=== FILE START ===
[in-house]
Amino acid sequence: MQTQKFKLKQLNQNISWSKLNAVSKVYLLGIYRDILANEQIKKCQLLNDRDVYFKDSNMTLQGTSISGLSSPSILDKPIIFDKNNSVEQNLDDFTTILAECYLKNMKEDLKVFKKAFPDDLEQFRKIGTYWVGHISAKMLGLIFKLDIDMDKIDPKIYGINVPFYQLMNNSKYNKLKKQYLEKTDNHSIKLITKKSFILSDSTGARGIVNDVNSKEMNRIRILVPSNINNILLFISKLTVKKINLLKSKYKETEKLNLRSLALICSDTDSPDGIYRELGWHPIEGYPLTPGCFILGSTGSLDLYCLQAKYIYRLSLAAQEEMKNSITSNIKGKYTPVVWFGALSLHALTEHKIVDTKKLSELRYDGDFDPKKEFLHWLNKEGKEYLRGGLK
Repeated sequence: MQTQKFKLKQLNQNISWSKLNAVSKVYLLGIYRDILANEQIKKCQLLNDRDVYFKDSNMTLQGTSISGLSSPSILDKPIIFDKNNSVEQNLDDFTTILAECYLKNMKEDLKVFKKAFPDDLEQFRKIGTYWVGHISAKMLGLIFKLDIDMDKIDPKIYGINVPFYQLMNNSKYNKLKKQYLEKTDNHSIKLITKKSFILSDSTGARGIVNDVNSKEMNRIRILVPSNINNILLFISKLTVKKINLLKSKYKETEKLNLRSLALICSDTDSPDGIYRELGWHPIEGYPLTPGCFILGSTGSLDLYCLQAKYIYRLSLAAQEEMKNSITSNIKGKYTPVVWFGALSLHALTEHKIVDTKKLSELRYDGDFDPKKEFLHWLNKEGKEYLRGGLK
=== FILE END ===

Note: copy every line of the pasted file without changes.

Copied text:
[in-house]
Amino acid sequence: MQTQKFKLKQLNQNISWSKLNAVSKVYLLGIYRDILANEQIKKCQLLNDRDVYFKDSNMTLQGTSISGLSSPSILDKPIIFDKNNSVEQNLDDFTTILAECYLKNMKEDLKVFKKAFPDDLEQFRKIGTYWVGHISAKMLGLIFKLDIDMDKIDPKIYGINVPFYQLMNNSKYNKLKKQYLEKTDNHSIKLITKKSFILSDSTGARGIVNDVNSKEMNRIRILVPSNINNILLFISKLTVKKINLLKSKYKETEKLNLRSLALICSDTDSPDGIYRELGWHPIEGYPLTPGCFILGSTGSLDLYCLQAKYIYRLSLAAQEEMKNSITSNIKGKYTPVVWFGALSLHALTEHKIVDTKKLSELRYDGDFDPKKEFLHWLNKEGKEYLRGGLK
Repeated sequence: MQTQKFKLKQLNQNISWSKLNAVSKVYLLGIYRDILANEQIKKCQLLNDRDVYFKDSNMTLQGTSISGLSSPSILDKPIIFDKNNSVEQNLDDFTTILAECYLKNMKEDLKVFKKAFPDDLEQFRKIGTYWVGHISAKMLGLIFKLDIDMDKIDPKIYGINVPFYQLMNNSKYNKLKKQYLEKTDNHSIKLITKKSFILSDSTGARGIVNDVNSKEMNRIRILVPSNINNILLFISKLTVKKINLLKSKYKETEKLNLRSLALICSDTDSPDGIYRELGWHPIEGYPLTPGCFILGSTGSLDLYCLQAKYIYRLSLAAQEEMKNSITSNIKGKYTPVVWFGALSLHALTEHKIVDTKKLSELRYDGDFDPKKEFLHWLNKEGKEYLRGGLK